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words by Kelly Pratt; photos by Bryan Murray
David, St. Vincent and the gang on stage in Houston
Nashville, Atlanta, Austin, Houston, Dallas
Arriving in Nashville, a few of us head straight to the local "meat and 3." Three sides of vegetables should not be taken as a sign that this is a diet-conscious tour. In the South, vegetables function as napkins for grease rather than repositories for vitamins.
After a long night of honky-tonking with the crew, we file in to play the historic Ryman Auditorium, which for over thirty years housed the Grand Ole Opry. Our show is great, but the horn section isn't quite ready to pack up their cases. One of the best things about touring is bumping into friends who are also on the road. By happy accident, Antibalas is also in Nashville, performing at a venue nearby our own. Several Antibalas band members played on "Love This Giant," and a few of them are in bands with other people in our party. At the end of their set, all eight of our horns join them for Fela's "Open and Close":
Next up is Austin. Jon has a biologist friend teaching at UT so we ride our bikes over to campus to hear her give a lecture on sexual selection. We learn some truly fascinating facts about animal courtship behavior, such as the seduction technique of the Australian bowerbird. In an attempt to find a mate, the male bowerbird builds a highly complex and elaborately decorated hut, which he then presents to his sweetheart as a nuptial gift. But sex isn't all romance. As if we needed further proof that bedbugs are the most disgusting animal on the planet, we learn their reproductive habits. Apparently when ready to mate, the male bedbug grows an intermittent organ that he then uses to randomly stab the female through her exoskeleton.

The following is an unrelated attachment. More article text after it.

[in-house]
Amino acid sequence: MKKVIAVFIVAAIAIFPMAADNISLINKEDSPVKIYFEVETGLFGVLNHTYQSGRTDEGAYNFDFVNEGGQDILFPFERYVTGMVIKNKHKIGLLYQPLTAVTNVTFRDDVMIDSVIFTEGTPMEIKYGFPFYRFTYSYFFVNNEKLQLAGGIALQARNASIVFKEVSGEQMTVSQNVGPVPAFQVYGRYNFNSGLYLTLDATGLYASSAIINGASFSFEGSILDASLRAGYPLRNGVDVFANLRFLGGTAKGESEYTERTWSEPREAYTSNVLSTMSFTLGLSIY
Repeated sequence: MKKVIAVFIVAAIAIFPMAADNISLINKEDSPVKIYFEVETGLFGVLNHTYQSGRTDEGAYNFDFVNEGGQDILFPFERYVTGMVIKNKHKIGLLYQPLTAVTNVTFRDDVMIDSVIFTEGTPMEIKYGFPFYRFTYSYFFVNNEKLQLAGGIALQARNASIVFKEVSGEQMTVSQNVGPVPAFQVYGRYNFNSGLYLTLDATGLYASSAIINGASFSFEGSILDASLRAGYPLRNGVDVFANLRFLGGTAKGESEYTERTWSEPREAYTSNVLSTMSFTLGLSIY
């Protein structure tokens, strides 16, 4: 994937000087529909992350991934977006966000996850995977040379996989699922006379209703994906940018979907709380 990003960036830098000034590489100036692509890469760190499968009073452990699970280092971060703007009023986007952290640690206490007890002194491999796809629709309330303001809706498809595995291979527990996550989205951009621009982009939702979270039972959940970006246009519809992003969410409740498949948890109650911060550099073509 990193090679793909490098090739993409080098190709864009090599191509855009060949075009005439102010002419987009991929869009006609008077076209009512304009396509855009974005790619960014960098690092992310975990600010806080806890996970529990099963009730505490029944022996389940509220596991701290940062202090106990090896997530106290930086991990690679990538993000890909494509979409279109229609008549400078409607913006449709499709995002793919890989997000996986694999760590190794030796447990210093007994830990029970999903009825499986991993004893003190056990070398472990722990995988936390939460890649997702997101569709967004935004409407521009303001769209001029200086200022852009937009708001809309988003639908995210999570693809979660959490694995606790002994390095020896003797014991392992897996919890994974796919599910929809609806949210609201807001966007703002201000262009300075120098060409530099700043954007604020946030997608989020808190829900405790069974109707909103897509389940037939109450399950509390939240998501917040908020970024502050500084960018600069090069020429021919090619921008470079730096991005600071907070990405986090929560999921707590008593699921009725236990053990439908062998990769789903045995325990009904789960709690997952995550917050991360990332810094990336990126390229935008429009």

Learning about sexual suicide can build up quite an appetite. After the lecture, we get in a cab and head to the best restaurant of tour yet: Uchiko. Executive chef Paul Qui won season 9 of Top Chef and the food does not disappoint. The jar jar duck is one of the most delicious things I have ever tasted, Star Wars: Episode One reference notwithstanding.
In my experience, Austin audiences are usually very receptive and this time is no exception. Several people speak of the St. Vincent song "Cheerleader" as one of the show highlights, in part because of its choreography. The movements for this song are quite simple: lie supine on the floor and play. But as anyone who has ever played a brass instrument knows, it is really hard to play while lying down. Breathing is more labored, as is forcing air through a horn. Also, water tends to build up and flow back down into the mouthpiece. But the visual effect is stunning
In Dallas, I get some time by myself and take long bike ride to the Dallas Museum of Art. This museum holds quite a few works by contemporary masters, many of which I have never seen before. Of particular note are a series of early post-impressionistic Piet Mondrian landscapes juxtaposed with some of his later Neo-Plasticist works. The stylistic differences between the two are striking and provide a perfect example of an artist completely abandoning one style for another.
David, Tony, Mary-Anne
The Dallas show turns out to be the 100th David Byrne show Tony and Mary-Anne, a couple who we have seen at several stops along this tour. They have seen every incarnation of David's bands since 1978. They met when David, from the stage, spotted Tony with a homemade Talking Heads t-shirt. David invited him backstage because he liked the shirt, and Tony subsequently went on to design some t-shirts for DB. After the Dallas show we all cheers Tony and Mary-Anne and jump on the bus for San Diego.
David Byrne and St. Vincent play Santa Barbara, CA tonight (10/11) at the Arlington Theatre. The rest of their tour dates are here. More photos from Brian Murray are below.